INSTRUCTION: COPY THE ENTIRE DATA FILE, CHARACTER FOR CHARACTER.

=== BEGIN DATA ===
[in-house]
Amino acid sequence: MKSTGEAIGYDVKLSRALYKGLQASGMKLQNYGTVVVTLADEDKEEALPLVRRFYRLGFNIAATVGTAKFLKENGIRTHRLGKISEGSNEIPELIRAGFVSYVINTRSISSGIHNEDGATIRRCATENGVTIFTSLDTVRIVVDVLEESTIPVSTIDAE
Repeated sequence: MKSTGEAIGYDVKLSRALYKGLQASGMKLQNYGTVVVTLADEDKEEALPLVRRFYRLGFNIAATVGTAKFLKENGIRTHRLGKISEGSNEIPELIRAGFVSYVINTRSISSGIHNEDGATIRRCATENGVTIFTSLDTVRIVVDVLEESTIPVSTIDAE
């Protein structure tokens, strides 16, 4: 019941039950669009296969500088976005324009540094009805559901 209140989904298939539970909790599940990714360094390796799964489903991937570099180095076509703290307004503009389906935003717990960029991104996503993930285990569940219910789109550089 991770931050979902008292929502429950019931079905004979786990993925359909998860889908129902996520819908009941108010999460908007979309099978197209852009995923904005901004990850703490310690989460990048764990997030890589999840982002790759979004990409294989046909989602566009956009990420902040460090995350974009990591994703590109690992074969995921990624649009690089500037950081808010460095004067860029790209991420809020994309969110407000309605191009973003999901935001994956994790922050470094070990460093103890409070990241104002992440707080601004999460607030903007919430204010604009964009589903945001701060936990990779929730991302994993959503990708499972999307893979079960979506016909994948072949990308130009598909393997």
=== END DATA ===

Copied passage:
[in-house]
Amino acid sequence: MKSTGEAIGYDVKLSRALYKGLQASGMKLQNYGTVVVTLADEDKEEALPLVRRFYRLGFNIAATVGTAKFLKENGIRTHRLGKISEGSNEIPELIRAGFVSYVINTRSISSGIHNEDGATIRRCATENGVTIFTSLDTVRIVVDVLEESTIPVSTIDAE
Repeated sequence: MKSTGEAIGYDVKLSRALYKGLQASGMKLQNYGTVVVTLADEDKEEALPLVRRFYRLGFNIAATVGTAKFLKENGIRTHRLGKISEGSNEIPELIRAGFVSYVINTRSISSGIHNEDGATIRRCATENGVTIFTSLDTVRIVVDVLEESTIPVSTIDAE
């Protein structure tokens, strides 16, 4: 019941039950669009296969500088976005324009540094009805559901 209140989904298939539970909790599940990714360094390796799964489903991937570099180095076509703290307004503009389906935003717990960029991104996503993930285990569940219910789109550089 991770931050979902008292929502429950019931079905004979786990993925359909998860889908129902996520819908009941108010999460908007979309099978197209852009995923904005901004990850703490310690989460990048764990997030890589999840982002790759979004990409294989046909989602566009956009990420902040460090995350974009990591994703590109690992074969995921990624649009690089500037950081808010460095004067860029790209991420809020994309969110407000309605191009973003999901935001994956994790922050470094070990460093103890409070990241104002992440707080601004999460607030903007919430204010604009964009589903945001701060936990990779929730991302994993959503990708499972999307893979079960979506016909994948072949990308130009598909393997």